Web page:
[PD] [PD-announce] Tutorial: Drum pattern editing in Pd using the rj library

Rich E reakinator at gmail.com
Sat Jun 27 01:43:38 CEST 2009

On Thu, Jun 25, 2009 at 9:44 AM, Frank Barknecht <fbar at footils.org> wrote:

> Hallo,
> Rich E hat gesagt: // Rich E wrote:
> > Ah nice, especially for throwing that together live.  Thanks for the
> > tutorial!
> >
> > Not to be too much of a critic on a good tutorial, but... it is quite
> static
> > though, for the flexibility of pd, don't you think?  Limiting all the
> > rhythms to 32nd notes.  Frank, I would love to see your approach to
> creating
> > a more 'dynamic' drum sequencer.  I have tried a couple times now and my
> > current one got too complicated quite fast.  Yet, I see it as the main
> > benefit for using pd for sequencing over other midi sequencers - there is
> no
> > limit for beat segmentations.
> The g_pattern32 object was designed with traditional
> pop/rock/dance/house/hihop/whatever music in mind. (Btw. the latest version
> added to the RjDj svn now includes a tiny bit of keyboard support: press
> "t"
> for toggling a step during the first second after selecting it.)
> But in the end it's just a little sugar coating for a Pd array hopefully
> making
> editing arrays graphically a bit less painful but still fast. The table
> itself
> can be used as source material for other tasks as well, e.g.  as a
> probability
> table etc.
> It would be possible to make a variation of the object where you can resize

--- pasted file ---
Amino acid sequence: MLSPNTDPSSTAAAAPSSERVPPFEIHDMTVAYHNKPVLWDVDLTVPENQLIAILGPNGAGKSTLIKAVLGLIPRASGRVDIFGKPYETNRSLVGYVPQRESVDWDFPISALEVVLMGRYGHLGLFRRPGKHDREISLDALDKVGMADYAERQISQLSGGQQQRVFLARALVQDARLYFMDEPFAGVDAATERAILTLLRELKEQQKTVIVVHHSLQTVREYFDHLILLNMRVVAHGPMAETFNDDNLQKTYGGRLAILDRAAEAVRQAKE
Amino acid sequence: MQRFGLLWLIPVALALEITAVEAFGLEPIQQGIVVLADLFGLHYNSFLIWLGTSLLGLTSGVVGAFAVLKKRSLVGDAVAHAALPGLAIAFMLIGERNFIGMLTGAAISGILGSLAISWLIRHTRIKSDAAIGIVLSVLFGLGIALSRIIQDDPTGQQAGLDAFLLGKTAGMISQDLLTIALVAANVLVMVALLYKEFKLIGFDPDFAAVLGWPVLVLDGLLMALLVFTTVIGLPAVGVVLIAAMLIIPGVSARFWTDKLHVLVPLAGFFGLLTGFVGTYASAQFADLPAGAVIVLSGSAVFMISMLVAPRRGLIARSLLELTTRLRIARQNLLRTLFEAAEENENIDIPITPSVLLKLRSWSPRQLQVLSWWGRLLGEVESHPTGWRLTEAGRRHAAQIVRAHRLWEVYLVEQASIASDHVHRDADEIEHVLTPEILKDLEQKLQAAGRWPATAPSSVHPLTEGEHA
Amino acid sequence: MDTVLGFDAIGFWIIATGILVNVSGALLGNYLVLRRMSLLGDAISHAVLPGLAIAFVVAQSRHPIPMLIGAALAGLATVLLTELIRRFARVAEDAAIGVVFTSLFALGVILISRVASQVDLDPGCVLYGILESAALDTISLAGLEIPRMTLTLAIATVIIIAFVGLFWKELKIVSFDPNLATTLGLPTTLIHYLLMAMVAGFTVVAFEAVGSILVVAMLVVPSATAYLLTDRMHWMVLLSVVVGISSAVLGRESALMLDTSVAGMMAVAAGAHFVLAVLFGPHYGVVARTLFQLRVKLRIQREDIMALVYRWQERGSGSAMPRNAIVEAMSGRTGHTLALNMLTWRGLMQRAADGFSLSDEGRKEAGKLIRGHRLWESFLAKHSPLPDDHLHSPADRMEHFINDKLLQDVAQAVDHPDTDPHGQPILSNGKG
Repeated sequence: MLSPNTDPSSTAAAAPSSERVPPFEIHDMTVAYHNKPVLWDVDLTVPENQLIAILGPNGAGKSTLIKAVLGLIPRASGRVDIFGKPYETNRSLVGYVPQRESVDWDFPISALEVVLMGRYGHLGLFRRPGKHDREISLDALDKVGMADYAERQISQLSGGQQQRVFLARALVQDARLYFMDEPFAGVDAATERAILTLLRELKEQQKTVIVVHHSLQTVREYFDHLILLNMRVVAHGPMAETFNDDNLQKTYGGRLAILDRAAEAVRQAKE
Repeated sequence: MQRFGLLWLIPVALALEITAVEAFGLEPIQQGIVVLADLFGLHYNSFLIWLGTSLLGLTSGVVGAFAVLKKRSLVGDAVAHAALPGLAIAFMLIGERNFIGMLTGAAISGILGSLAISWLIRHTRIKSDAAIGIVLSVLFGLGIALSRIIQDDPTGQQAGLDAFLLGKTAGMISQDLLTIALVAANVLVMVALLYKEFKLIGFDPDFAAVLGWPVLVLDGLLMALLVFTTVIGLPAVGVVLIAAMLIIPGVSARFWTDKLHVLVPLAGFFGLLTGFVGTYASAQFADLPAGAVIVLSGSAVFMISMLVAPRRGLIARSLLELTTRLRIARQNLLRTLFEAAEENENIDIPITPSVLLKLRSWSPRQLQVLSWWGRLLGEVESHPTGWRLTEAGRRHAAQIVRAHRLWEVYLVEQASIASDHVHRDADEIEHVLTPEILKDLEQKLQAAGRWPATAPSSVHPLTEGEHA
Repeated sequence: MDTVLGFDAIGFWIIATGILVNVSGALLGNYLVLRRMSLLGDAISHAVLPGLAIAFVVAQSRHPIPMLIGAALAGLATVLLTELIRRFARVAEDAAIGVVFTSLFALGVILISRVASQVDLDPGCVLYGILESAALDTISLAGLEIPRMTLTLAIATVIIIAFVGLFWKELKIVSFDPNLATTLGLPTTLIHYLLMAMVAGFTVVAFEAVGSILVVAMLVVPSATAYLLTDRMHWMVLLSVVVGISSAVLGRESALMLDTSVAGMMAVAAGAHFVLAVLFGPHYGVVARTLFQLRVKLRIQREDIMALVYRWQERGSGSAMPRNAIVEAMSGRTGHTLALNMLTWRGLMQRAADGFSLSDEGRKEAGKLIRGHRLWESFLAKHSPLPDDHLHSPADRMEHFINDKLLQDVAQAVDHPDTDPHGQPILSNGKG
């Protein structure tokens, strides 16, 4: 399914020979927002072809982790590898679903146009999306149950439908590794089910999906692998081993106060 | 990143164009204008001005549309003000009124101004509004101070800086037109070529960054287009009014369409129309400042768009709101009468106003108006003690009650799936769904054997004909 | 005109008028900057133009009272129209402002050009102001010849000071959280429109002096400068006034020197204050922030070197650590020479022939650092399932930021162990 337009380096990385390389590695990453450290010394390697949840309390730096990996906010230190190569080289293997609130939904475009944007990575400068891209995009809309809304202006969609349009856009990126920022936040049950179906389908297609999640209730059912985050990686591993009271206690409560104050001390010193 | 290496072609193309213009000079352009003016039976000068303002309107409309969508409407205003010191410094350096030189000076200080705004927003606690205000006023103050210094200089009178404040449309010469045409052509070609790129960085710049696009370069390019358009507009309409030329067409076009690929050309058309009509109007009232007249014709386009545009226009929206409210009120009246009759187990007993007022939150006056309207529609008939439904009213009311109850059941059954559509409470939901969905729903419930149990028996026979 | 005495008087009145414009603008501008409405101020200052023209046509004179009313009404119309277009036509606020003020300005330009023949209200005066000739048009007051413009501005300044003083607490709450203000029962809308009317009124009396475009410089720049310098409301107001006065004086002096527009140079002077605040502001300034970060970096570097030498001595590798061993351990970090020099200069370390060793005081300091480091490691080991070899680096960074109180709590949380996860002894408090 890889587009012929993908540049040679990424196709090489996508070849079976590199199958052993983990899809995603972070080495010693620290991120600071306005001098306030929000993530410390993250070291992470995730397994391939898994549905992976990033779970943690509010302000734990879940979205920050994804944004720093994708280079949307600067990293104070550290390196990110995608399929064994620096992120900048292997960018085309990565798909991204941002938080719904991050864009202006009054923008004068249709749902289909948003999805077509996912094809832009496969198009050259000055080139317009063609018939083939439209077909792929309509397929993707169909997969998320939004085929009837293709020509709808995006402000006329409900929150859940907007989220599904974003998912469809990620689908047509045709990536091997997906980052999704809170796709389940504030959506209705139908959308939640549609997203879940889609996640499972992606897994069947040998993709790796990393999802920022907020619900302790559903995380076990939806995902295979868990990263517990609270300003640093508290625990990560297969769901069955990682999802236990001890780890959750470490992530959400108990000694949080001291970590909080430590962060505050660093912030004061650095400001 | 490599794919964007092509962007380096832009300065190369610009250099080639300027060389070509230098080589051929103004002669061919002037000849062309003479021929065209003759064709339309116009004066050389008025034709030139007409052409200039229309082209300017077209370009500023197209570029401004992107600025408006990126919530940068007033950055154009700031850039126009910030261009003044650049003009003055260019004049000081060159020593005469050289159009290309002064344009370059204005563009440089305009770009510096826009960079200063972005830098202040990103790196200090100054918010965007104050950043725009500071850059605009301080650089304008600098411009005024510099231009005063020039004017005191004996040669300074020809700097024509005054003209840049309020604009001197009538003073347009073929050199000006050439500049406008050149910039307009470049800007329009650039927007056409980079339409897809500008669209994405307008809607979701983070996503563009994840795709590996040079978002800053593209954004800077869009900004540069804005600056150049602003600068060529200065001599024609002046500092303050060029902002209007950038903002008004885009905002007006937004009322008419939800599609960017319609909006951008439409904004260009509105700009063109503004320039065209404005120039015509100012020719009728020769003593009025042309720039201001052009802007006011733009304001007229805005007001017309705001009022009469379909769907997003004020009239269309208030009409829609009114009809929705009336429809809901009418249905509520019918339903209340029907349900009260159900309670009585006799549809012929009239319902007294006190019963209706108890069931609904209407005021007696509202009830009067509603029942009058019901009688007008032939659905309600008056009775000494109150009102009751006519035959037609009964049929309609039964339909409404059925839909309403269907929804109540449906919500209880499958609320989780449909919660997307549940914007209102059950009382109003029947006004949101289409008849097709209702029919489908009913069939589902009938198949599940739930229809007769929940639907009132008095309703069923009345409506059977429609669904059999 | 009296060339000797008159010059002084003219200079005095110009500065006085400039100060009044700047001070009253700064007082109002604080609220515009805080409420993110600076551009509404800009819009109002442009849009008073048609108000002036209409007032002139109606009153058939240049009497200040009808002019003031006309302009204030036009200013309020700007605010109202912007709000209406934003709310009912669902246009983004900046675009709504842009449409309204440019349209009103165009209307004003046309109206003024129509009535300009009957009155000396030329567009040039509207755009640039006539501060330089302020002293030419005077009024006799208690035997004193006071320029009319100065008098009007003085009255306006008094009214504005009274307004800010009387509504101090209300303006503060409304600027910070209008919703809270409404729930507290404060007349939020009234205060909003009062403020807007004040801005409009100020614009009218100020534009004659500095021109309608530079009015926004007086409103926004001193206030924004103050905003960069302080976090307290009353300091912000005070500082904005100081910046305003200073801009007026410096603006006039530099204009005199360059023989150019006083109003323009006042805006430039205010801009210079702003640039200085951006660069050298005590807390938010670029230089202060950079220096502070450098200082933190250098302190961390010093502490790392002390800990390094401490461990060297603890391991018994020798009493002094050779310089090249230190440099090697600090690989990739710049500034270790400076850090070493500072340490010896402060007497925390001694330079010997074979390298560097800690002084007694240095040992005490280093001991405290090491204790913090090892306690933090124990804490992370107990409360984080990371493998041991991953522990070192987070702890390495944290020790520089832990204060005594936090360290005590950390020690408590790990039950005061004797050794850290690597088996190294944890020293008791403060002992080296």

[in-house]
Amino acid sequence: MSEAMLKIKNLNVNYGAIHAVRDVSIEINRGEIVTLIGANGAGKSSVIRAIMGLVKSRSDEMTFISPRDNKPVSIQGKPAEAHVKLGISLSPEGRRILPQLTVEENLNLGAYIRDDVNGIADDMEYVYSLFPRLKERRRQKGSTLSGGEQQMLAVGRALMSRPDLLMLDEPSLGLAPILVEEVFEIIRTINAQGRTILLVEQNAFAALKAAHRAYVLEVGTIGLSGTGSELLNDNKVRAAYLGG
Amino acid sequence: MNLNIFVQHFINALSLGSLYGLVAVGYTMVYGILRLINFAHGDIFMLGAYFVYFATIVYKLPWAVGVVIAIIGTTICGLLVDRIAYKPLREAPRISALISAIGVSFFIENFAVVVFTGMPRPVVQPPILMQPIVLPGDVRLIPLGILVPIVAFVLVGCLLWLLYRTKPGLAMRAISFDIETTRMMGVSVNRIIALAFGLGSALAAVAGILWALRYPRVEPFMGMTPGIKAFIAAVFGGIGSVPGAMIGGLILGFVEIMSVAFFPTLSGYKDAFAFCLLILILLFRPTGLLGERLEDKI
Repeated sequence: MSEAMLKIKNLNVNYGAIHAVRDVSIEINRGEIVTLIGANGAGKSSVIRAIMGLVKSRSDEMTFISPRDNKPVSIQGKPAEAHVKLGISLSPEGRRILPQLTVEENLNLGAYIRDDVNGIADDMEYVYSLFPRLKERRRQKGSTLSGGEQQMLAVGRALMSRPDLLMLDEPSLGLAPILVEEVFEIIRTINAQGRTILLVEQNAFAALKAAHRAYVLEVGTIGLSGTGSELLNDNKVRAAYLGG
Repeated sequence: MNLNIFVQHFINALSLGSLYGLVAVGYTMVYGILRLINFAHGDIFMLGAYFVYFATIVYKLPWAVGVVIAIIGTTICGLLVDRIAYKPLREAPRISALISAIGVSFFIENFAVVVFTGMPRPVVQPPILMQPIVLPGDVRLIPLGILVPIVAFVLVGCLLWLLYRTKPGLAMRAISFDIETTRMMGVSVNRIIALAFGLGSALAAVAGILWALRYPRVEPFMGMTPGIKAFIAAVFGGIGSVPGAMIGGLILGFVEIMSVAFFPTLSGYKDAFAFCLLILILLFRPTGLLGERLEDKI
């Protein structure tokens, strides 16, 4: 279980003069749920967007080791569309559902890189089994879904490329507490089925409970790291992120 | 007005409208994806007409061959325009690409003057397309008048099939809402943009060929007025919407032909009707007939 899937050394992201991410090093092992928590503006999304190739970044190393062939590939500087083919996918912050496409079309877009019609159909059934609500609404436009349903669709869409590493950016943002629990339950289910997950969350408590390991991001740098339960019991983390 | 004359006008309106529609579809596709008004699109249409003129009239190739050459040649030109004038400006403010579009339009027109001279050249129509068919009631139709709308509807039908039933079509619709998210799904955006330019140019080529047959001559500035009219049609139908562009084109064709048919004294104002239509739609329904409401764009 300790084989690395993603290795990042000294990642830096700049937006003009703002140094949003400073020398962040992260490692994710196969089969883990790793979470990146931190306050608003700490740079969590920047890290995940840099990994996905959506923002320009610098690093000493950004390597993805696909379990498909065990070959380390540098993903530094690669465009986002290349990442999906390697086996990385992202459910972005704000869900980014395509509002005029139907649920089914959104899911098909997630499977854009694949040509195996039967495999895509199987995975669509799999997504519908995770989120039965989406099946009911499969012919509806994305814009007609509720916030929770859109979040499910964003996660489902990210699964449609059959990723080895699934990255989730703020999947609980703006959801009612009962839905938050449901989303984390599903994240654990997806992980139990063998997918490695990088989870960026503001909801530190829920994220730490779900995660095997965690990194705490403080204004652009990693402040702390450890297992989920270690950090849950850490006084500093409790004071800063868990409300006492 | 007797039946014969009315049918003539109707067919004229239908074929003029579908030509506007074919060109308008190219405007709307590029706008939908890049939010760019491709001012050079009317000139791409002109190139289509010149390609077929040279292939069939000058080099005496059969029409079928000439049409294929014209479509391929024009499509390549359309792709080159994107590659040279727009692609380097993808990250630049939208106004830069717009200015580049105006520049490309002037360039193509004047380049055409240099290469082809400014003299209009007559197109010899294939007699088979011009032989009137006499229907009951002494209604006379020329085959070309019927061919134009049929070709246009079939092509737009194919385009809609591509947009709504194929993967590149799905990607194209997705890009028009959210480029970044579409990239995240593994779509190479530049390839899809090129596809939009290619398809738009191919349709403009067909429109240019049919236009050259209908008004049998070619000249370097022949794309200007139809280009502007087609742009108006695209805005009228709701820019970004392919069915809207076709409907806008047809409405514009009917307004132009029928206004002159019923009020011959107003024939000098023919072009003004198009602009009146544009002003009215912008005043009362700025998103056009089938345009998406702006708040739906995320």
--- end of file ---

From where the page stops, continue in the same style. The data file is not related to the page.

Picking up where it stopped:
> the
> array dynamically, use a number box to select steps to edit etc., but as
> you
> have seen yourself: It becomes complicated quite fast, which may be a sign
> that
> there is no good general approach to editing free form table data and that
> it
> may be better to do that in external software like a midi file editor or a
> spreadsheet. Or that editing it is wrong altogether and instead some
> algorithmic procedure should be used ...

Actually I have always been interested in sequencing in pd because midi
software (especially free midi software) is so limited; they are also only
capable of 'pop' rhythms.

Algorithmic rhythms still need need to be organised in some manner more
meaningful than code, in my opinion.  There is huge area in-between
algorithmic music and pop music.

Arg, I wish I had more time to show what I have been working on, I have
always meant to post it on this board at some point. It is another topic,

> Ciao
> --
> Frank
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